It’s not hard to see what Steven Spielberg sees in the Big Friendly Giant (Mark Rylance). The BFG lives in Giant Country, a land littered with the junk of children’s amusements and blockbuster spectacle—a Ferris wheel here, a shipwreck there. He’s many stories tall, and surrounded by bigger, louder, burlier beasts who profit off of “human beans” by simply devouring them. While they hunt for people, the BFG spends his days questing for dreams: carefully bottling and labeling them, and toting them home for future use. At night, he goes to London, where he listens to the heartbeats of children and uses a magical trumpet to send dreams straight into our unconscious. The BFG is, like Spielberg, the chief caretaker of the dream factory, a benevolent force surrounded by more greedy, noxious goons.
Spielberg is no stranger to nightmares and dystopia, but his faithful adaptation of Roald Dahl’s 1982 children’s classic finds the director playing the role of pure enchanter. The film’s plot is so thin it could qualify as a hang-out narrative, and its big themes of trust and the importance of dreams are broad to the point of vagueness. But however CGI-abetted The BFG’s low-stakes wonders are, they nonetheless feel like an implicit rebuke to a blockbuster ecosystem guided by the sequel prerogative. Sometimes a pleasant dream is more than enough.
This one begins with some familiar tensions. The young orphan Sophie (Ruby Barnhill, a dead ringer for the ’90s child star Mara Wilson) tip-toes through her boarding house late at night, simultaneously fending off nightmares and taking care of the responsibilities of other adults, like locking doors and shouting at the local drunks to go to bed. Shortly after, the subsequent silence and dazzling moonlight of the “witching hour” is quickly disrupted by the nightly peregrinations of the BFG. She spots him from a balcony, then he scoops her up in a larval bedsheet and whisks her away to Giant Country. Spielberg and his stalwart cinematographer, Janusz Kaminski, film her abduction in a combination of grand landscape views and obscured POV shots from within Sophie’s cocoon. The girl’s fright is counterbalanced by the awesomeness of her captor, gracefully and grandly galumphing across plains and rivers to the twinkly swell of a John Williams score.
Here and elsewhere, the film urges calm in the face of new, potentially dangerous circumstances. Sophie’s anxieties are hastily quelled by the BFG’s reedy tenor, wonky syntax, and harmless diet of snozzberries (a sort of pungent, mutant cucumber). “I cannot be right all the time,” he says after Sophie questions one of his malapropisms. “Often I is left instead of right.” Rylance’s utter lack of guile, along with some striking photorealistic touches, help Spielberg circumvent the uncanny valley effect: His face is creased with worry and his neck hairs glisten with changes in the light, but his fawning eyes are moist, massive wells of empathy. Using some of the same structural absences that made E.T. such a poignant representation of a broken nuclear family, the late screenwriter Melissa Mathison doesn’t delve much into Sophie’s orphanhood or the BFG’s troubled past. It’s readily apparent that they feed off one another’s unlikely courage.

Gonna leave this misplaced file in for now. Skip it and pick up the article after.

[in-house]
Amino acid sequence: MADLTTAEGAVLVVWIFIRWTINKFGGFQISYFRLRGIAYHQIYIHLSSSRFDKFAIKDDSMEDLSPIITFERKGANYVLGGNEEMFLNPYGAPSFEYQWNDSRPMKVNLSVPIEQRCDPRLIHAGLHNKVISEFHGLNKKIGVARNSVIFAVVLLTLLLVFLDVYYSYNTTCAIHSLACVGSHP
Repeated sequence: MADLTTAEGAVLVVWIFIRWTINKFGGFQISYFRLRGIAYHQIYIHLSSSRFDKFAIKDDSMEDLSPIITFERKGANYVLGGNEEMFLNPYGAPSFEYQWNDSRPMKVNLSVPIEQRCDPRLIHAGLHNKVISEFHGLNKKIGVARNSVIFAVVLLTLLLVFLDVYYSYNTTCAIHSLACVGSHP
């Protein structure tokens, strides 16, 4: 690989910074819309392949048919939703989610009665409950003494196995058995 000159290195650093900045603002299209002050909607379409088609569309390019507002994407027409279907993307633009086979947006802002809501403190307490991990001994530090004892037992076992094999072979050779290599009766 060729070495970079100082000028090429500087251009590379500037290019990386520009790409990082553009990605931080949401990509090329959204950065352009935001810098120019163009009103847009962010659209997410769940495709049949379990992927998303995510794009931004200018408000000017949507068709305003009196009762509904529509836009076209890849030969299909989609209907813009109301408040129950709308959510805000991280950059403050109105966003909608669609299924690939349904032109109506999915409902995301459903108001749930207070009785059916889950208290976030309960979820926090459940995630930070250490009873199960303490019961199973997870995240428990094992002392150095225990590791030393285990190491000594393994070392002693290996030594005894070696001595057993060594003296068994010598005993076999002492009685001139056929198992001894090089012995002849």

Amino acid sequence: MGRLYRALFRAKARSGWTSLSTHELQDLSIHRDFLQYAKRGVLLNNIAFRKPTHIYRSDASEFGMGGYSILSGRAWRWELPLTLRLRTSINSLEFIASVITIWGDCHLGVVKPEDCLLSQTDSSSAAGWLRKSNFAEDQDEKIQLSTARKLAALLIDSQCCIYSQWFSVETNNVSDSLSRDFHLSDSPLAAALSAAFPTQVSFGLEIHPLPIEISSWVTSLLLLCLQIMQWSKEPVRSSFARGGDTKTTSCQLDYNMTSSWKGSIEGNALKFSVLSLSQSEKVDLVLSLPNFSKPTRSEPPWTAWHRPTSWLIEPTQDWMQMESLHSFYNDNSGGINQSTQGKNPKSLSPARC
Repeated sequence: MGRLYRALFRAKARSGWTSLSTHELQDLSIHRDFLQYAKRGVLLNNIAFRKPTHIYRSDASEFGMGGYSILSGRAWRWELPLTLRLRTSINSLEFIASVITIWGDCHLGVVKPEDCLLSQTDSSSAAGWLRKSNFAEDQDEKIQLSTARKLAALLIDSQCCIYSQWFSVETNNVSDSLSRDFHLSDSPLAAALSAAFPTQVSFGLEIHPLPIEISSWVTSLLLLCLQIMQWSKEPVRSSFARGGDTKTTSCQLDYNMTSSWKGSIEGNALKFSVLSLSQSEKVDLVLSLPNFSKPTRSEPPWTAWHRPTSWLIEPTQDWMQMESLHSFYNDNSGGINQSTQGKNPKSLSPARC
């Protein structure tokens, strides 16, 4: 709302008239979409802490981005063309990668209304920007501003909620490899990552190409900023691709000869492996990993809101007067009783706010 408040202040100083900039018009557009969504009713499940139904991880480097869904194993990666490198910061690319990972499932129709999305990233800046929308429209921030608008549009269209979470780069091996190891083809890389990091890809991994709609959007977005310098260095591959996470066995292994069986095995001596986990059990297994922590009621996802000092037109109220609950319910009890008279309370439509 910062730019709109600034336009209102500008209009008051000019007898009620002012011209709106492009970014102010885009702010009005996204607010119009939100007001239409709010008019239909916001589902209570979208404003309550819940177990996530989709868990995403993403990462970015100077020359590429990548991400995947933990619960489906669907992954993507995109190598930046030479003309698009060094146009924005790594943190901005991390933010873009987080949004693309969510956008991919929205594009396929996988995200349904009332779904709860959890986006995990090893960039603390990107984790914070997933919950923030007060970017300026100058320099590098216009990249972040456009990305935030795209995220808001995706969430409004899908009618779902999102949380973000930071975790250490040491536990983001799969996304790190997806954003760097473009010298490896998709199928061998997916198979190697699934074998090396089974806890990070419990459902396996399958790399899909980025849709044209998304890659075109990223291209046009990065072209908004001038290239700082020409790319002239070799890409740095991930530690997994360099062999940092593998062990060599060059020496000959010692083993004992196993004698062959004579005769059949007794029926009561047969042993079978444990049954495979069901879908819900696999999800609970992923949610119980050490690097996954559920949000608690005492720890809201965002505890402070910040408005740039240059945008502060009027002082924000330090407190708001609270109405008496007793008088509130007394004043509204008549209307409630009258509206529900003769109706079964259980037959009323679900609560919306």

They’ll need that bolstered courage, sort of, to fend off the BFG’s cannibalistic, leather- and pelt-clad neighborhood bullies. In snaking long shots, ginormous grunts with names like Fleshlumpeater (Jemaine Clement) and Bloodbottler (Bill Hader) trace Sophie’s scent through the BFG’s cave and its annexed dream apothecary. Spielberg mines a little tension from these beasts and their snorting path of destruction, but their threat is a mere excuse for the film’s extended, oddball comedic set piece: a breakfast with the Queen (Penelope Wilton) at Buckingham Palace, where Sophie calls for an attack on the cannibal heathens as the BFG, perched on a stool that’s been placed atop a grand piano, scarfs dozens of eggs. (The scene is also fizzy with fart jokes, induced by a beverage called frobscottle.)
It is, at times, tempting to quibble with The BFG’s utter mildness. How is it that a little girl convinces the Queen of England to dine with a 24-foot tall foreigner? Why are we suddenly rooting for military intervention in a children’s film? And if this friendly giant is so keen on spreading good dreams, why do nightmares exist? The relative flimsiness of Spielberg’s take on Dahl’s sneakily dark narratives prevents the film from taking emotional flight, but The BFG’s incessant visual wonders are a worthy substitute. Halfway through the film, Sophie and the BFG plunge into a brook and emerge, all dry, into the upside-down world full of the “phizzwizards” that become dreams. They drip off the leaves of a big tree and flutter about in vibrant, phosphorescent hues, and the BFG captures them with a dreamcatcher and stores them in a satchel. Spielberg’s film, full of such quietly inventive visual magic, is perfectly content to simply revel in the stuff dreams are made of.